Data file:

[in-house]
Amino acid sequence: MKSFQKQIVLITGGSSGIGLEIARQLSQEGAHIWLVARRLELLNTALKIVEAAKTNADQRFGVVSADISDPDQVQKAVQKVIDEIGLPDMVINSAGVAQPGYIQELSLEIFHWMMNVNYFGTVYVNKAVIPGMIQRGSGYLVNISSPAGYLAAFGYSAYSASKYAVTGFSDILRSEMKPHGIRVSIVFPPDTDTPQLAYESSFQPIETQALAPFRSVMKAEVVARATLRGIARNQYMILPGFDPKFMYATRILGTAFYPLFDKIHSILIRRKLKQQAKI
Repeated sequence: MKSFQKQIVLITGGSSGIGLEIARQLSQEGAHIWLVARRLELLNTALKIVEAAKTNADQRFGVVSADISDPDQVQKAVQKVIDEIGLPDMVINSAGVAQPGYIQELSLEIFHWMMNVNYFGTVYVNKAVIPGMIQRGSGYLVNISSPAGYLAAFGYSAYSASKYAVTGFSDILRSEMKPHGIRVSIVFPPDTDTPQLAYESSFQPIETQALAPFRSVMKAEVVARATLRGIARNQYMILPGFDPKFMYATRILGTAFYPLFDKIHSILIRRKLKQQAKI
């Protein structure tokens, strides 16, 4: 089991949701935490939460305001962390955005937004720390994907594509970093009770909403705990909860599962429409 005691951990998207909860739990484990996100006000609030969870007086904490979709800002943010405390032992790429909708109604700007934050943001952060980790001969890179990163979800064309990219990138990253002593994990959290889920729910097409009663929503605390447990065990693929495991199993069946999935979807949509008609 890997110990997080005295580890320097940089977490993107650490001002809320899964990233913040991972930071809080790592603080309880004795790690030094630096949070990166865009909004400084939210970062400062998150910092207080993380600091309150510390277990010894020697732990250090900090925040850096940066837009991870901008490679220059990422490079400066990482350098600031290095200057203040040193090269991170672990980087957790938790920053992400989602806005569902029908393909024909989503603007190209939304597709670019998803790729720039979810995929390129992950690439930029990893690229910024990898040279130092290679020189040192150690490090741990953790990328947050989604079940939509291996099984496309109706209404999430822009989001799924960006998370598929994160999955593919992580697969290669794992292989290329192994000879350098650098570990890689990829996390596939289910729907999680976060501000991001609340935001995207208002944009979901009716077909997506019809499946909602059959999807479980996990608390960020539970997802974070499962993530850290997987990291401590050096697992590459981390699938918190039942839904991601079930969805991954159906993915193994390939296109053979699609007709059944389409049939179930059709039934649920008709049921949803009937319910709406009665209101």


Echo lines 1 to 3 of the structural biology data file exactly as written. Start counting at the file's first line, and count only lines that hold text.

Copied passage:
[in-house]
Amino acid sequence: MKSFQKQIVLITGGSSGIGLEIARQLSQEGAHIWLVARRLELLNTALKIVEAAKTNADQRFGVVSADISDPDQVQKAVQKVIDEIGLPDMVINSAGVAQPGYIQELSLEIFHWMMNVNYFGTVYVNKAVIPGMIQRGSGYLVNISSPAGYLAAFGYSAYSASKYAVTGFSDILRSEMKPHGIRVSIVFPPDTDTPQLAYESSFQPIETQALAPFRSVMKAEVVARATLRGIARNQYMILPGFDPKFMYATRILGTAFYPLFDKIHSILIRRKLKQQAKI
Repeated sequence: MKSFQKQIVLITGGSSGIGLEIARQLSQEGAHIWLVARRLELLNTALKIVEAAKTNADQRFGVVSADISDPDQVQKAVQKVIDEIGLPDMVINSAGVAQPGYIQELSLEIFHWMMNVNYFGTVYVNKAVIPGMIQRGSGYLVNISSPAGYLAAFGYSAYSASKYAVTGFSDILRSEMKPHGIRVSIVFPPDTDTPQLAYESSFQPIETQALAPFRSVMKAEVVARATLRGIARNQYMILPGFDPKFMYATRILGTAFYPLFDKIHSILIRRKLKQQAKI